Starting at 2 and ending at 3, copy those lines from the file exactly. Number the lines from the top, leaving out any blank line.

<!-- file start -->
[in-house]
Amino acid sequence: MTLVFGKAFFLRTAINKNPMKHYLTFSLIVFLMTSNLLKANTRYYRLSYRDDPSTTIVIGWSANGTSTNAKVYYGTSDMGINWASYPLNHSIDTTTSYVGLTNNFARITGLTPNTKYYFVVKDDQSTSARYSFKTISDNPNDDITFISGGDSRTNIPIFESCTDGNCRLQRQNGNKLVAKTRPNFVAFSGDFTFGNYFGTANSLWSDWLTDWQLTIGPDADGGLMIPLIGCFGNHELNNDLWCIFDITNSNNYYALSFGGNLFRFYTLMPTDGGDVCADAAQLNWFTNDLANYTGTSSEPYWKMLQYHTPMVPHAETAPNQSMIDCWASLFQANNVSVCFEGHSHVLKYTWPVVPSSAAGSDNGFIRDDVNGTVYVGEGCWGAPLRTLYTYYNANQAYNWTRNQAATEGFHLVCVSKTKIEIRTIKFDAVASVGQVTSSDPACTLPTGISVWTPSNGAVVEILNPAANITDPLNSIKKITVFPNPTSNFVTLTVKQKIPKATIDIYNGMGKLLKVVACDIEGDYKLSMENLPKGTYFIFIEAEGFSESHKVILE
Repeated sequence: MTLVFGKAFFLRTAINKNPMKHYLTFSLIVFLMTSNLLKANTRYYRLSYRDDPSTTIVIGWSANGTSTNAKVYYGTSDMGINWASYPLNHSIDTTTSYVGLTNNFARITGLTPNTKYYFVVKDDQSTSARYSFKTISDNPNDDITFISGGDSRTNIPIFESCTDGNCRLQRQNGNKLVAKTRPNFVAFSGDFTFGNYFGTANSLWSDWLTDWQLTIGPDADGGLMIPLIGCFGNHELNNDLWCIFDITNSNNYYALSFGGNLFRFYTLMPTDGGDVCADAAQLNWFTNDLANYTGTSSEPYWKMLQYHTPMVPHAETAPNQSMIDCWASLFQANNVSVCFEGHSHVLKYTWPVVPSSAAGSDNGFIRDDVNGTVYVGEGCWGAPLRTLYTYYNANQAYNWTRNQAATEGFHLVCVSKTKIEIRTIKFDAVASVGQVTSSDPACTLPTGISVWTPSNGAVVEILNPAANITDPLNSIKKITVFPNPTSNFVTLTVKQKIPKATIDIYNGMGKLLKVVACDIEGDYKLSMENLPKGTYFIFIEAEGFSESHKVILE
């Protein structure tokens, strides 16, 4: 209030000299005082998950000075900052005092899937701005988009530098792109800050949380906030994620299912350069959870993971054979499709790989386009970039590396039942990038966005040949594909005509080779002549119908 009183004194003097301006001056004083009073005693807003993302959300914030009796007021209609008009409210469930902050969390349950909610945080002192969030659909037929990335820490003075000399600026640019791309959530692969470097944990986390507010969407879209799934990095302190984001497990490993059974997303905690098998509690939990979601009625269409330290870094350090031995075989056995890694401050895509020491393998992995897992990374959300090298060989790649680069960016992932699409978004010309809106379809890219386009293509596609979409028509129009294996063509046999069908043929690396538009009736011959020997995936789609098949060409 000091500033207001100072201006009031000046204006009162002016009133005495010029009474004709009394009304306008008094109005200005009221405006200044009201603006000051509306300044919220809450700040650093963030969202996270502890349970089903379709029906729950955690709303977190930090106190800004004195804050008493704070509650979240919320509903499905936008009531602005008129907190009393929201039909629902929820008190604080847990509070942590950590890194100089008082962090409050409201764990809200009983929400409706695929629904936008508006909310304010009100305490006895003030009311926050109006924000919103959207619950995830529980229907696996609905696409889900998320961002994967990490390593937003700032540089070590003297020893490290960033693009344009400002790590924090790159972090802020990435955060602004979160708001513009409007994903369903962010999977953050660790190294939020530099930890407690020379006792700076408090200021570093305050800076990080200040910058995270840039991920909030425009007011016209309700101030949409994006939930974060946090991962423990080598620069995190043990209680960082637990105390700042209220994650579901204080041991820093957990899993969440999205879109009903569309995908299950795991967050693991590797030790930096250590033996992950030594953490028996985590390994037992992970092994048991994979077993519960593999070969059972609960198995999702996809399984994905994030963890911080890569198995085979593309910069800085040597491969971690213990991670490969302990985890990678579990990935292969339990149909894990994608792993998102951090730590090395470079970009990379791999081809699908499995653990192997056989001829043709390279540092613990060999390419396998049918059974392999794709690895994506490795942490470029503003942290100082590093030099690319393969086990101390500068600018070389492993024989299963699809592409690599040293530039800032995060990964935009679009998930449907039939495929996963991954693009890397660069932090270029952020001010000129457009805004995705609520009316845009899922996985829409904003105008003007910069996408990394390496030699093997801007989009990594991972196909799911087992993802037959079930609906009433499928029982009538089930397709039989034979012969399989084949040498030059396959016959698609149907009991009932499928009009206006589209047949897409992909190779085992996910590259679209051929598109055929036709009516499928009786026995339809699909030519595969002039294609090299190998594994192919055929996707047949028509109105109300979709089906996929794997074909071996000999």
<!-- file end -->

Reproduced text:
Amino acid sequence: MTLVFGKAFFLRTAINKNPMKHYLTFSLIVFLMTSNLLKANTRYYRLSYRDDPSTTIVIGWSANGTSTNAKVYYGTSDMGINWASYPLNHSIDTTTSYVGLTNNFARITGLTPNTKYYFVVKDDQSTSARYSFKTISDNPNDDITFISGGDSRTNIPIFESCTDGNCRLQRQNGNKLVAKTRPNFVAFSGDFTFGNYFGTANSLWSDWLTDWQLTIGPDADGGLMIPLIGCFGNHELNNDLWCIFDITNSNNYYALSFGGNLFRFYTLMPTDGGDVCADAAQLNWFTNDLANYTGTSSEPYWKMLQYHTPMVPHAETAPNQSMIDCWASLFQANNVSVCFEGHSHVLKYTWPVVPSSAAGSDNGFIRDDVNGTVYVGEGCWGAPLRTLYTYYNANQAYNWTRNQAATEGFHLVCVSKTKIEIRTIKFDAVASVGQVTSSDPACTLPTGISVWTPSNGAVVEILNPAANITDPLNSIKKITVFPNPTSNFVTLTVKQKIPKATIDIYNGMGKLLKVVACDIEGDYKLSMENLPKGTYFIFIEAEGFSESHKVILE
Repeated sequence: MTLVFGKAFFLRTAINKNPMKHYLTFSLIVFLMTSNLLKANTRYYRLSYRDDPSTTIVIGWSANGTSTNAKVYYGTSDMGINWASYPLNHSIDTTTSYVGLTNNFARITGLTPNTKYYFVVKDDQSTSARYSFKTISDNPNDDITFISGGDSRTNIPIFESCTDGNCRLQRQNGNKLVAKTRPNFVAFSGDFTFGNYFGTANSLWSDWLTDWQLTIGPDADGGLMIPLIGCFGNHELNNDLWCIFDITNSNNYYALSFGGNLFRFYTLMPTDGGDVCADAAQLNWFTNDLANYTGTSSEPYWKMLQYHTPMVPHAETAPNQSMIDCWASLFQANNVSVCFEGHSHVLKYTWPVVPSSAAGSDNGFIRDDVNGTVYVGEGCWGAPLRTLYTYYNANQAYNWTRNQAATEGFHLVCVSKTKIEIRTIKFDAVASVGQVTSSDPACTLPTGISVWTPSNGAVVEILNPAANITDPLNSIKKITVFPNPTSNFVTLTVKQKIPKATIDIYNGMGKLLKVVACDIEGDYKLSMENLPKGTYFIFIEAEGFSESHKVILE